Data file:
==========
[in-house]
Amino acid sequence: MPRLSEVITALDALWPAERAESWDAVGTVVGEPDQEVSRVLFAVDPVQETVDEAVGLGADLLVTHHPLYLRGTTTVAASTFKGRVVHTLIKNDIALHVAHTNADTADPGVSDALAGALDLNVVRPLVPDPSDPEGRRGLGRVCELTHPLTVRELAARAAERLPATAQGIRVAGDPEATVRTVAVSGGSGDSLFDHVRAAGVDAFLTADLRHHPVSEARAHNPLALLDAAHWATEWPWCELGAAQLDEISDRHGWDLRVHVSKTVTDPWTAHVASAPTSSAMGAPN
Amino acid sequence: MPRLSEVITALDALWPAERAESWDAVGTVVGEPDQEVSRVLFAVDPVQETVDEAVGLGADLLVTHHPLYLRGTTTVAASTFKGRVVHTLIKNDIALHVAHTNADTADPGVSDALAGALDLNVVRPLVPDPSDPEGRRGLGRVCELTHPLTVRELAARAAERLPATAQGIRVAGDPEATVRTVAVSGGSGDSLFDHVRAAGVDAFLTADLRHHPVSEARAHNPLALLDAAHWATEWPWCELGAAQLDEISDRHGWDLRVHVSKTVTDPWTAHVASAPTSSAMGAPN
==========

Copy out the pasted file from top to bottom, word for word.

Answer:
[in-house]
Amino acid sequence: MPRLSEVITALDALWPAERAESWDAVGTVVGEPDQEVSRVLFAVDPVQETVDEAVGLGADLLVTHHPLYLRGTTTVAASTFKGRVVHTLIKNDIALHVAHTNADTADPGVSDALAGALDLNVVRPLVPDPSDPEGRRGLGRVCELTHPLTVRELAARAAERLPATAQGIRVAGDPEATVRTVAVSGGSGDSLFDHVRAAGVDAFLTADLRHHPVSEARAHNPLALLDAAHWATEWPWCELGAAQLDEISDRHGWDLRVHVSKTVTDPWTAHVASAPTSSAMGAPN
Amino acid sequence: MPRLSEVITALDALWPAERAESWDAVGTVVGEPDQEVSRVLFAVDPVQETVDEAVGLGADLLVTHHPLYLRGTTTVAASTFKGRVVHTLIKNDIALHVAHTNADTADPGVSDALAGALDLNVVRPLVPDPSDPEGRRGLGRVCELTHPLTVRELAARAAERLPATAQGIRVAGDPEATVRTVAVSGGSGDSLFDHVRAAGVDAFLTADLRHHPVSEARAHNPLALLDAAHWATEWPWCELGAAQLDEISDRHGWDLRVHVSKTVTDPWTAHVASAPTSSAMGAPN